I do not believe it is any more fair to discriminate based on someone's age than it is to discriminate based on the color of their skin. If a child is so badly misbehaved that he or she needs to be kicked of the plane, then that is one thing. To punish all children and parents of children just because of your age is very discriminatory.

It's not discriminating. You can still bring your kids on the flight it will just have 1 cabin without kids. Reminds me of smoking/non smoking sections when they existed.

Is it discrimination that there are adult only resorts? Or that there are places only kids can go (I'm still a bit peeved that I can't go and jump in a our local Pump and Jump Wink )?

AlyssaEimers's picture
Joined: 08/22/06
Posts: 6560

"Jessica80" wrote:

It's not discriminating. You can still bring your kids on the flight it will just have 1 cabin without kids. Reminds me of smoking/non smoking sections when they existed.

Is it discrimination that there are adult only resorts? Or that there are places only kids can go (I'm still a bit peeved that I can't go and jump in a our local Pump and Jump Wink )?

If there was a plane where there were some seats or parts of the plane did not have young children I do not think it would be a problem. If they limited it so that people could not fly on certian flights or the amount of seats available to children it very much would be discriminatory.

Joined: 08/17/04
Posts: 2226

So if an airline wants to offer so many child-free flights a day you think that is discrimination? Hmmm...interesting.

I'm thinking these would be especially popular for places that fly to places where a lot of adults travel. Las Vegas for one comes to mind (not that kids don't fly to LV but....work with me here Smile ).

I think that there are places my children shouldn't be yet because they can't control some of their actions (one due to her issues and one because she's a raging pain in the butt 3 year old right now). I would love to fly with them on a child friendly flight or know that most of the people in the cabin I was in didn't mind being there or they would have booked the adult only cabin.

mom3girls's picture
Joined: 01/09/07
Posts: 1535

"Jessica80" wrote:

So if an airline wants to offer so many child-free flights a day you think that is discrimination? Hmmm...interesting.

I'm thinking these would be especially popular for places that fly to places where a lot of adults travel. Las Vegas for one comes to mind (not that kids don't fly to LV but....work with me here Smile ).

I think that there are places my children shouldn't be yet because they can't control some of their actions (one due to her issues and one because she's a raging pain in the butt 3 year old right now). I would love to fly with them on a child friendly flight or know that most of the people in the cabin I was in didn't mind being there or they would have booked the adult only cabin.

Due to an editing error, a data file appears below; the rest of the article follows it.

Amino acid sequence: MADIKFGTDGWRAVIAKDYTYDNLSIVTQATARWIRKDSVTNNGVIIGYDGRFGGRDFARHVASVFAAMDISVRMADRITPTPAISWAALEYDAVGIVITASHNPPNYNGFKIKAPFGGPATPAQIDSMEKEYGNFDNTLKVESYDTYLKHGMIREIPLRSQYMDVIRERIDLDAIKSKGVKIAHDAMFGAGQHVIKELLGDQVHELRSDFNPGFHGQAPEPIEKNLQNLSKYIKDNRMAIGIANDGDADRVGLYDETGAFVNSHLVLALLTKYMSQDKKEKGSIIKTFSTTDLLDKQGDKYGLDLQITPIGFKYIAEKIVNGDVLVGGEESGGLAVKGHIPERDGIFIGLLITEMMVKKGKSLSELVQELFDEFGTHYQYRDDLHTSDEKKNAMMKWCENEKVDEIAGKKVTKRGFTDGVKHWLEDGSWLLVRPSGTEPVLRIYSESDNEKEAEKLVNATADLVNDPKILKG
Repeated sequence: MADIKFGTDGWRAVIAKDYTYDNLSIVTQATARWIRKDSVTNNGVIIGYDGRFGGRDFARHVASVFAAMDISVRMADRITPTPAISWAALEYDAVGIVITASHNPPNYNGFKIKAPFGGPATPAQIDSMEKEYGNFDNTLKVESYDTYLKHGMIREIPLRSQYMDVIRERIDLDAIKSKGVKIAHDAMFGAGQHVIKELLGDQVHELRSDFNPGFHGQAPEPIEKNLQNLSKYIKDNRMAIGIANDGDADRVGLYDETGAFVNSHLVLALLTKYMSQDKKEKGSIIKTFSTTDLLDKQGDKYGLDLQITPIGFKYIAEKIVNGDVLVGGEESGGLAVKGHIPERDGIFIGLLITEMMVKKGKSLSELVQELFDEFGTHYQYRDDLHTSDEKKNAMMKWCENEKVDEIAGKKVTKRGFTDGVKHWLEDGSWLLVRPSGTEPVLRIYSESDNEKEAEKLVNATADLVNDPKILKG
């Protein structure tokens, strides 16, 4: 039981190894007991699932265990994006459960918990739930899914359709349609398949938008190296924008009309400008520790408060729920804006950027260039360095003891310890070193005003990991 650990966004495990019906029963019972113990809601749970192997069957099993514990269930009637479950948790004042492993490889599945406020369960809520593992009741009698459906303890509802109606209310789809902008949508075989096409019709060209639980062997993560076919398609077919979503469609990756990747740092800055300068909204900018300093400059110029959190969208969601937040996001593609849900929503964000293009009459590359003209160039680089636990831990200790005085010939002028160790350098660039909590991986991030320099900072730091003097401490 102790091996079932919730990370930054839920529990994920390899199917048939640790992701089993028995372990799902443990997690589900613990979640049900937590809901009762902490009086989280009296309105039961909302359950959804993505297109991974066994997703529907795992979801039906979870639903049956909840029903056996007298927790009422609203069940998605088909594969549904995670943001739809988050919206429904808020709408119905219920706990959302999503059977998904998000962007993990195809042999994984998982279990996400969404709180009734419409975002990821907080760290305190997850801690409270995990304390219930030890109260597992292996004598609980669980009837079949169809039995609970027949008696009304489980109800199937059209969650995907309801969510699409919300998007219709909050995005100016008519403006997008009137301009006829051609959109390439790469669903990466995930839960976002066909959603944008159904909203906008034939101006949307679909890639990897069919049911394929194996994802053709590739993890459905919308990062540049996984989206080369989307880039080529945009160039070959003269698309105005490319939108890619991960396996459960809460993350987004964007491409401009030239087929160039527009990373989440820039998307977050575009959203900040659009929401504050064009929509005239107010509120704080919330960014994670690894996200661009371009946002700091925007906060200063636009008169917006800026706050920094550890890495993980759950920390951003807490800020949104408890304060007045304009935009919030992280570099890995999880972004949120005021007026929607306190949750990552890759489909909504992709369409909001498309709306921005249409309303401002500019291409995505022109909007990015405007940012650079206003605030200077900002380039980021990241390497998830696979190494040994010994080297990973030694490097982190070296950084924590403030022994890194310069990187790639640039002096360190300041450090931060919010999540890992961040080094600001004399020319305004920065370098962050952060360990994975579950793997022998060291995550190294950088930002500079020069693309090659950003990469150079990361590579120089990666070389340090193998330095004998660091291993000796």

I too would love to know that the people on the plane are a little more kid friendly. My 4 are all pretty good when it comes to traveling, but when you travel it is never a guarantee that they will all maintain the whole time. The last flight we took we were delayed by almost 6 hours, making our landing 3 hours after bed time. The youngest didnt loose it until on the way to the hotel, but we didnt know what we were going to get

Joined: 05/31/06
Posts: 4780

"AlyssaEimers" wrote:

If there was a plane where there were some seats or parts of the plane did not have young children I do not think it would be a problem. If they limited it so that people could not fly on certian flights or the amount of seats available to children it very much would be discriminatory.

Do you think that its discriminatory that children can't go to many resorts, certain movies, buy cigarettes, go to bars in some states etc etc?

There are lots of things that kids can't do in America. Adding child free flights could be a great business decision for some airlines. Aren't you the one who always doesn't want people to be told what they can do with their own business? There are adult only sections of the boat on the disney cruise, and its hard to argue that that isn't a kid friendly place. Heck, there is even a restaurant at Disney world that won't serve kids under 10. Didn't you just go there? Do you view Disney as actively participating in discrimination?

ClairesMommy's picture
Joined: 08/15/06
Posts: 2299

"mom3girls" wrote:

I do not like the way the article is written, but agree with the basic premiss overall. There is definitely a large number of parents that do not think their children should be required to act appropriately in social situations. (just spent the weekend with a family like that)

Dh and I are heading to Bora Bora this summer to celebrate our 15th anniversary and I might be willing to pay for this option. I wouldnt on a normal basis for regular flights, but I am really looking forward to some kid free times.

Two of my girlfriends and I went out for dinner a while back and we sat in the lounge side - no kids. Between the 3 of us we have 8 kids, and it sure was nice to sit with just other adults for a while. Smile Jealous about Bora Bora too.

Bonita, how are 'all' parents and children being 'punished' by child-free flights?

AlyssaEimers's picture
Joined: 08/22/06
Posts: 6560

"ClairesMommy" wrote:

Bonita, how are 'all' parents and children being 'punished' by child-free flights?

By not being allowed on a flight you need to be on just because you have children. I can not imagine if my parents died and I needed to be able to get to NY quickly, being denied flights because I have young children.